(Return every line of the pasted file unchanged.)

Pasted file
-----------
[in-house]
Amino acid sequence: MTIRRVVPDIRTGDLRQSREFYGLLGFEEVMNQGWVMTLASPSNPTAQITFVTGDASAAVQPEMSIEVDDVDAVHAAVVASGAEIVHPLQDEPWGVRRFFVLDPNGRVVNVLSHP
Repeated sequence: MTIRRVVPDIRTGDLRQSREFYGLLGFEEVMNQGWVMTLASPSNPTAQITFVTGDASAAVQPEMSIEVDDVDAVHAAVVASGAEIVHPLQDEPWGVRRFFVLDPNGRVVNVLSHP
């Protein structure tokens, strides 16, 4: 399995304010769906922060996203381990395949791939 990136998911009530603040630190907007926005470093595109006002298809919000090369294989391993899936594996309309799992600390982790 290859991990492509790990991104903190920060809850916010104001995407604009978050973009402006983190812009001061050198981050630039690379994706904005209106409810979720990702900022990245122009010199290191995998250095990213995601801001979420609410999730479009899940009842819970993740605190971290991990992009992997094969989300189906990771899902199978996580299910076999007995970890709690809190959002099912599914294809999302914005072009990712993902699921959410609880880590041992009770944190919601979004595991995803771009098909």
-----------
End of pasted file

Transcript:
[in-house]
Amino acid sequence: MTIRRVVPDIRTGDLRQSREFYGLLGFEEVMNQGWVMTLASPSNPTAQITFVTGDASAAVQPEMSIEVDDVDAVHAAVVASGAEIVHPLQDEPWGVRRFFVLDPNGRVVNVLSHP
Repeated sequence: MTIRRVVPDIRTGDLRQSREFYGLLGFEEVMNQGWVMTLASPSNPTAQITFVTGDASAAVQPEMSIEVDDVDAVHAAVVASGAEIVHPLQDEPWGVRRFFVLDPNGRVVNVLSHP
């Protein structure tokens, strides 16, 4: 399995304010769906922060996203381990395949791939 990136998911009530603040630190907007926005470093595109006002298809919000090369294989391993899936594996309309799992600390982790 290859991990492509790990991104903190920060809850916010104001995407604009978050973009402006983190812009001061050198981050630039690379994706904005209106409810979720990702900022990245122009010199290191995998250095990213995601801001979420609410999730479009899940009842819970993740605190971290991990992009992997094969989300189906990771899902199978996580299910076999007995970890709690809190959002099912599914294809999302914005072009990712993902699921959410609880880590041992009770944190919601979004595991995803771009098909």